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The United Kingdom's 100,000 Genomes Project has the aim of sequencing 100,000 genomes from National Health Service patients such that whole genome sequencing becomes routine clinical practice. It also has a research-focused goal to provide data for scientific discovery. Genomics England is the limited company established by the Department of Health to deliver the project. As an innovative scientific/clinical venture, it is interesting to consider how Genomics England positions itself in relation to public engagement activities. We set out to explore how individuals working at, or associated with, Genomics England enacted public engagement in practice. Our findings show that individuals offered a narrative in which public engagement performed more than one function. On one side, public engagement was seen as 'good practice'. On the other, public engagement was presented as core to the project's success - needed to encourage involvement and ultimately recruitment. We discuss the implications of this in this article.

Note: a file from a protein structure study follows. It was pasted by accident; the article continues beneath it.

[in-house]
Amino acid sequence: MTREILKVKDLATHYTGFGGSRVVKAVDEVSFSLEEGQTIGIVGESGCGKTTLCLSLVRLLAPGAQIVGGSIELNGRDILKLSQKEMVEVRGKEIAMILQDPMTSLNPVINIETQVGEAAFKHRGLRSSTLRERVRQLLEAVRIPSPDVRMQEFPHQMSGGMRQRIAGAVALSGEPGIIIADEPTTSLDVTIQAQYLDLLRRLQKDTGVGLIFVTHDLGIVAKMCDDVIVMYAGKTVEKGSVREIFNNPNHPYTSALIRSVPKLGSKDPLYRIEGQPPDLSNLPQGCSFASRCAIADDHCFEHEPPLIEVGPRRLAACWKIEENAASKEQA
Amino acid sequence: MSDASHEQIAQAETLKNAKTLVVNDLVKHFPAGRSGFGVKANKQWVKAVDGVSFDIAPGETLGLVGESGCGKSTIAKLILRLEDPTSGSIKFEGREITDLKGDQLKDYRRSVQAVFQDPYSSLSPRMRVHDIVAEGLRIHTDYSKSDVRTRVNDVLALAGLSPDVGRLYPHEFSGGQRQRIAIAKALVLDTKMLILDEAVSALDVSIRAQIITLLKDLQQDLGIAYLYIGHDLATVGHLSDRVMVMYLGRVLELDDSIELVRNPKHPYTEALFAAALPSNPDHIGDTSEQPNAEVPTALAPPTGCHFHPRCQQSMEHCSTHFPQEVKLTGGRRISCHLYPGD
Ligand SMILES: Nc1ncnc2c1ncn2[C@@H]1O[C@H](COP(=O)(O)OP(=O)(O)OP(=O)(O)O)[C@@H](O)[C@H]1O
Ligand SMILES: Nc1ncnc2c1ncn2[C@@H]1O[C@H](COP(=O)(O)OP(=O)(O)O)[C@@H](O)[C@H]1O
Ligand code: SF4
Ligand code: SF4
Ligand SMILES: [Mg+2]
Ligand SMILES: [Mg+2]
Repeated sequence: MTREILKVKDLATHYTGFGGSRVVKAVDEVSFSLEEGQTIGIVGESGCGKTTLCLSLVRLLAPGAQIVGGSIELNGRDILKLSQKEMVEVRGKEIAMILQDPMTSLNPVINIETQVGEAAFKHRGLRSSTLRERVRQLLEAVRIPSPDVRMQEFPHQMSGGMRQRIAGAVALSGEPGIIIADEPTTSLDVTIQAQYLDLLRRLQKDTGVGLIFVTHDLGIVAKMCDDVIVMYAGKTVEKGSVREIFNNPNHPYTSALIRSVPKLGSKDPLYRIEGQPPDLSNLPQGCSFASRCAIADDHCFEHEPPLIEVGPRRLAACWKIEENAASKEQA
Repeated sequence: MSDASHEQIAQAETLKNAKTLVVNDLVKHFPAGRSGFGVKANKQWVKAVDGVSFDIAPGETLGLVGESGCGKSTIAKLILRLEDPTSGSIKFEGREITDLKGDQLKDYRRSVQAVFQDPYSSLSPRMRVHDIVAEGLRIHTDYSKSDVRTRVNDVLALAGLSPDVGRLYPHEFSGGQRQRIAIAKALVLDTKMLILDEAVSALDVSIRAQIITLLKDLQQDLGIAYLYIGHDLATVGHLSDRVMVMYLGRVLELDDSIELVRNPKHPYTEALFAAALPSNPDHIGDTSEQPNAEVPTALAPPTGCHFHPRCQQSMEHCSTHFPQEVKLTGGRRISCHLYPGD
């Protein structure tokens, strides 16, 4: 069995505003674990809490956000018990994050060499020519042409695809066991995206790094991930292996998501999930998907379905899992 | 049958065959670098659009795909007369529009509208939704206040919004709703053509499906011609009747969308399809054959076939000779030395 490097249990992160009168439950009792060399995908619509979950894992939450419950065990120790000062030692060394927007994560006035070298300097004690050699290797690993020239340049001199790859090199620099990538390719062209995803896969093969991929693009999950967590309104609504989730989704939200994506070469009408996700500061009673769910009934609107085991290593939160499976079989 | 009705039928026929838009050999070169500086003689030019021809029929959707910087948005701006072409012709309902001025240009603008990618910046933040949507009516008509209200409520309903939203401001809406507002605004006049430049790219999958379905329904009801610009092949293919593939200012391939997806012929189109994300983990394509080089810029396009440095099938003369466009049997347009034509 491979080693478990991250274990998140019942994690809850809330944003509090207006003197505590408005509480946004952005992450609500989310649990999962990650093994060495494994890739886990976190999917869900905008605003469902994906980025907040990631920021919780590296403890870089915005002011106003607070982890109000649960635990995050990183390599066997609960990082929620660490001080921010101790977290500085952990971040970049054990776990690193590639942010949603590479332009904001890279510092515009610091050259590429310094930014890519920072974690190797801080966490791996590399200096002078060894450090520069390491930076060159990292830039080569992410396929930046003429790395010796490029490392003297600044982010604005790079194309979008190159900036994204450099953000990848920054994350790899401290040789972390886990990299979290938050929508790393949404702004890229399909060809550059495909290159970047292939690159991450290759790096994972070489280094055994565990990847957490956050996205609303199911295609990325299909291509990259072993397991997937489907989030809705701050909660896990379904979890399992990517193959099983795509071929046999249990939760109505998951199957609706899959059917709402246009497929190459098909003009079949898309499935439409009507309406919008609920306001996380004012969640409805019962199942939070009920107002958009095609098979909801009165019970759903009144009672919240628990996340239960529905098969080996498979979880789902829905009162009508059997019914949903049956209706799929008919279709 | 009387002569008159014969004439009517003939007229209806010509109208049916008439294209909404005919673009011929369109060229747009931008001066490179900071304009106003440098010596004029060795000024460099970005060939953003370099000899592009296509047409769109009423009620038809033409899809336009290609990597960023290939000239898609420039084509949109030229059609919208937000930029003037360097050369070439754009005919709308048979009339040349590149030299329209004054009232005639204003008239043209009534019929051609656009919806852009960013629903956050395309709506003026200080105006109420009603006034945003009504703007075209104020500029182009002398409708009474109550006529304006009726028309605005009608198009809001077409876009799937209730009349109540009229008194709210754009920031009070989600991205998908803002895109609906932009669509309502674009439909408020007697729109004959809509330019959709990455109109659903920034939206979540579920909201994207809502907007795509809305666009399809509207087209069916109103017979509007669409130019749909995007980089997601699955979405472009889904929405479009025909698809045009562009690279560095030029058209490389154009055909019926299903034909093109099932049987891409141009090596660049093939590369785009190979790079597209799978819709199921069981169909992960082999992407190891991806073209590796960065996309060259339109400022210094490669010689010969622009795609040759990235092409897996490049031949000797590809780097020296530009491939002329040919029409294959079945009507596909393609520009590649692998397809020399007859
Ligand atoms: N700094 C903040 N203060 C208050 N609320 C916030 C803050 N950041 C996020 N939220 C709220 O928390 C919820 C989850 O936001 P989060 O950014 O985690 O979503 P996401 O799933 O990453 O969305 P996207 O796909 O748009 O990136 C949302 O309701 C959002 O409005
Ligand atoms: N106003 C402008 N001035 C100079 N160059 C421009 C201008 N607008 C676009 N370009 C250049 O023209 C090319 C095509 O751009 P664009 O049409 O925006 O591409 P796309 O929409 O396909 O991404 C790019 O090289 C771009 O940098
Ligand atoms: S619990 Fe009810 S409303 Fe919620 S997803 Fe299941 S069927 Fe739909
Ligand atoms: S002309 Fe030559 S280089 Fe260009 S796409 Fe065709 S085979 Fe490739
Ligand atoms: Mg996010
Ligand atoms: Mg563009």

Original publication

DOI

10.1177/0963662517747200

Type

Journal article

Journal

Public understanding of science (Bristol, England)

Publication Date

04/2018

Volume

27

Pages

352 - 364

Addresses

Brighton and Sussex Medical School, UK; King's College London, UK.

Keywords

Humans, Information Dissemination, Genomics, Evidence-Based Medicine, England, United Kingdom, Community Participation